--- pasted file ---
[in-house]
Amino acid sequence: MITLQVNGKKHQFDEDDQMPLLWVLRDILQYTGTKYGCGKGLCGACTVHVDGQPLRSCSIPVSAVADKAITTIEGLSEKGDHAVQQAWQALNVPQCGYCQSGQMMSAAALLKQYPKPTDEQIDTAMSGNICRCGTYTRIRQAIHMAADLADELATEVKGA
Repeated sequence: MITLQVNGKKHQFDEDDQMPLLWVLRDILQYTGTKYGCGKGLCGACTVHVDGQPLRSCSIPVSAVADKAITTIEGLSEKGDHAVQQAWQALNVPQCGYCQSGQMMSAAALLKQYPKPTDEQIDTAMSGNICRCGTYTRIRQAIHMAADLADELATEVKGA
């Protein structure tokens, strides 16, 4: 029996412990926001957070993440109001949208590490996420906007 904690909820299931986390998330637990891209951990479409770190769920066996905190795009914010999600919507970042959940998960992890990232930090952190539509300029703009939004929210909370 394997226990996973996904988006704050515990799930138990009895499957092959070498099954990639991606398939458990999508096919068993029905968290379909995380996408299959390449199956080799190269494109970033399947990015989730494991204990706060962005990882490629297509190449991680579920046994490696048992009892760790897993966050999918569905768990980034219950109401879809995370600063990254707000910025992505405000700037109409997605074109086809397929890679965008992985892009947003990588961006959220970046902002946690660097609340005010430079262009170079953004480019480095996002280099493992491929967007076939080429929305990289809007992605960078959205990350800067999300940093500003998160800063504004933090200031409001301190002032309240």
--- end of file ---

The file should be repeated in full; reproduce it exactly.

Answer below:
[in-house]
Amino acid sequence: MITLQVNGKKHQFDEDDQMPLLWVLRDILQYTGTKYGCGKGLCGACTVHVDGQPLRSCSIPVSAVADKAITTIEGLSEKGDHAVQQAWQALNVPQCGYCQSGQMMSAAALLKQYPKPTDEQIDTAMSGNICRCGTYTRIRQAIHMAADLADELATEVKGA
Repeated sequence: MITLQVNGKKHQFDEDDQMPLLWVLRDILQYTGTKYGCGKGLCGACTVHVDGQPLRSCSIPVSAVADKAITTIEGLSEKGDHAVQQAWQALNVPQCGYCQSGQMMSAAALLKQYPKPTDEQIDTAMSGNICRCGTYTRIRQAIHMAADLADELATEVKGA
């Protein structure tokens, strides 16, 4: 029996412990926001957070993440109001949208590490996420906007 904690909820299931986390998330637990891209951990479409770190769920066996905190795009914010999600919507970042959940998960992890990232930090952190539509300029703009939004929210909370 394997226990996973996904988006704050515990799930138990009895499957092959070498099954990639991606398939458990999508096919068993029905968290379909995380996408299959390449199956080799190269494109970033399947990015989730494991204990706060962005990882490629297509190449991680579920046994490696048992009892760790897993966050999918569905768990980034219950109401879809995370600063990254707000910025992505405000700037109409997605074109086809397929890679965008992985892009947003990588961006959220970046902002946690660097609340005010430079262009170079953004480019480095996002280099493992491929967007076939080429929305990289809007992605960078959205990350800067999300940093500003998160800063504004933090200031409001301190002032309240």